The beginning of a chapter must hook and the middle go “up hill.” The difference in a chapter ending and a short story ending (or novel ending, unless you want a cliff-hanger), is that you want to stop at the top of the hill, at the height of the tension, if you want to the reader to turn the page and start reading the next chapter.
One chapter ends and the next begins at the top of the bell curve.

I came across this graph from the crafty writer, who drew this to illustrate how to write short stories. I think it works to illustrate how to write chapters as well. 

She describes short stories as a slice of life that when strung together make the whole life story, or in our case, the whole novel.
Of course there will be some story styles when short, more dramatic chapters work, but this is a good principle to keep in mind when crafting scenes and chapters.

How about you? Do you have your own approach to chapter writing?

Monday, July 7, 2014

Crafting Your Best Story - Writing Tip #15 - It's All in the Details

Details make the difference. When I make a second, third, fourth, etc pass on my ms, I'm always on the look out on how I can add details to add dimension. Details are what help to keep our characters and settings from appearing flat and two dimensional.

To demonstrate I'll use THE CAY as an example, re-writing the first two paragraphs here, first without the details, and then again with the details the author, Theodore Taylor, provided.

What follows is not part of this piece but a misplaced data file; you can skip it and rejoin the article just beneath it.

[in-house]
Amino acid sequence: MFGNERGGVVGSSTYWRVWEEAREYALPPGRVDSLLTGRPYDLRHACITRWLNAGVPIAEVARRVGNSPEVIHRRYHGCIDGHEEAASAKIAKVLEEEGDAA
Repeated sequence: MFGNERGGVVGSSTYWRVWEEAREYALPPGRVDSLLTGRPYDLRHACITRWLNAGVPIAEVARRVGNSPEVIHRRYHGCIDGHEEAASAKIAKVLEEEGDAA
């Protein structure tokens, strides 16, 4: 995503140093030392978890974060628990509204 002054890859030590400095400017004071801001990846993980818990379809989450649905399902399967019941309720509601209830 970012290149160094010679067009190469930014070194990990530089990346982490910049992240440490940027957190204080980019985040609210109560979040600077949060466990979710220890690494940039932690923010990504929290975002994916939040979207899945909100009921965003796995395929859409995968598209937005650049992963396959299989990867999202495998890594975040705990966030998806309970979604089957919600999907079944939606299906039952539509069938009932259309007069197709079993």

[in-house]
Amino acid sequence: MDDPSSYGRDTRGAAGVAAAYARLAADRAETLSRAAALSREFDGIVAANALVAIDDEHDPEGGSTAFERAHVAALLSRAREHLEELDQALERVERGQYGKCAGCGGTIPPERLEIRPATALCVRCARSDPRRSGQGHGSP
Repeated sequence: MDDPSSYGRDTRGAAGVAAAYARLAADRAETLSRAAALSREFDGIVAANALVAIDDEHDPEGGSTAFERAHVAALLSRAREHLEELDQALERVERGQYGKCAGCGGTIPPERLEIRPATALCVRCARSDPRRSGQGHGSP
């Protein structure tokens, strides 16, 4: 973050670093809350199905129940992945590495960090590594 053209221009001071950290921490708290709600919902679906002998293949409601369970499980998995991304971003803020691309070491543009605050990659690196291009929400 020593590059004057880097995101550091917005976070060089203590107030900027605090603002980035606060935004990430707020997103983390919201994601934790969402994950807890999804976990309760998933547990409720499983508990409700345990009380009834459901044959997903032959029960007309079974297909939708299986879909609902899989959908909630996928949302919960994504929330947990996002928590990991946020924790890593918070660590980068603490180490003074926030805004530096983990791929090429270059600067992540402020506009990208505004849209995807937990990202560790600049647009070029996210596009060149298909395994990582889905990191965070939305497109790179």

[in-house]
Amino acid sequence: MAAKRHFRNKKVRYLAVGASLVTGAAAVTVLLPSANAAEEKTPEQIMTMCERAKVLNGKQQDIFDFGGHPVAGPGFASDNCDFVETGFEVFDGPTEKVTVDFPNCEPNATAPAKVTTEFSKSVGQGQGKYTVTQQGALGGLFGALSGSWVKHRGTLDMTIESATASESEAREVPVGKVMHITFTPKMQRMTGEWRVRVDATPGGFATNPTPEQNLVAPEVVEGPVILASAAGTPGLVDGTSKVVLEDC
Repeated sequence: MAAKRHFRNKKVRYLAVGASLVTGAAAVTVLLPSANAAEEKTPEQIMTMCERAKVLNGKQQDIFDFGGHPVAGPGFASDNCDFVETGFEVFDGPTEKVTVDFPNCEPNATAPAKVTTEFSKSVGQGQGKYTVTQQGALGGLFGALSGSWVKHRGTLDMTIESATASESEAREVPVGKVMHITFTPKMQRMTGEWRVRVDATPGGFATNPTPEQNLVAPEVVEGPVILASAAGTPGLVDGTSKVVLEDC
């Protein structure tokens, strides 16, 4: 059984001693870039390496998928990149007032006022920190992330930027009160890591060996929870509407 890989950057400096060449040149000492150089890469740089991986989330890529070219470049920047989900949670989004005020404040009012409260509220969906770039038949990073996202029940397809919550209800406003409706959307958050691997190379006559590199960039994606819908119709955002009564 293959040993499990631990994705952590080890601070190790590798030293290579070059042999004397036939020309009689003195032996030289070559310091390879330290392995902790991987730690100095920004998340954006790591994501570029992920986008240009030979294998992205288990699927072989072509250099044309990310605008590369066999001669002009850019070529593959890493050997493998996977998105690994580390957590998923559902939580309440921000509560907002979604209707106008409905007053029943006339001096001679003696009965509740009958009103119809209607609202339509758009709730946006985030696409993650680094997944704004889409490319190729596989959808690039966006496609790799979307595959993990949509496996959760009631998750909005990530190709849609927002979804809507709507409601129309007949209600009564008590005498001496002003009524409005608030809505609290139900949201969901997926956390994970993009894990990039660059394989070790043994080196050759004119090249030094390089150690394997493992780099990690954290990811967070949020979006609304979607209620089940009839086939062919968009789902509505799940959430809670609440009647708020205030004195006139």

Like sharks that swim in the sea, the German submarines arrived at night.

I was asleep in our house in Willemstad, on the island of Curacao, the largest of the Dutch island just off the coast of Venezuela. I remember that, in February 1942, they attacked the Lago oil refinery on Aruba, the island west of us. Then they blew up our lake tankers, the ones that still bring crude oil from Lake Maracaibo to the refinery, Curacaoshe Petroleum Maatschappij, to be made into gasoline, kerosene, and  diesel oil.  One sub was even sighted off Willemstad at dawn.

You get the picture--you can envision this, right? The scene is set accurately. But the author wasn't satisfied with just accuracy. He wanted to paint a picture. He wanted to add depth. So he wrote this:

Like silent, hungry sharks that swim in the darkness of the sea, the German submarines arrived at  in the middle of the night.

I was asleep on the second floor of our narrow, gabled green in our house in Willemstad, on the island of Curacao, the largest of the Dutch island just off the coast of Venezuela. I remember that on that moonless night  in February 1942, they attacked the big Lago oil refinery on Aruba, the island west of us. Then they blew up our small lake tankers, the ones that still bring crude oil from Lake Maracaibo to the refinery, Curacaoshe Petroleum Maatschappij, to be made into gasoline, kerosene, and  diesel oil.  One sub was even sighted off Willemstad at dawn.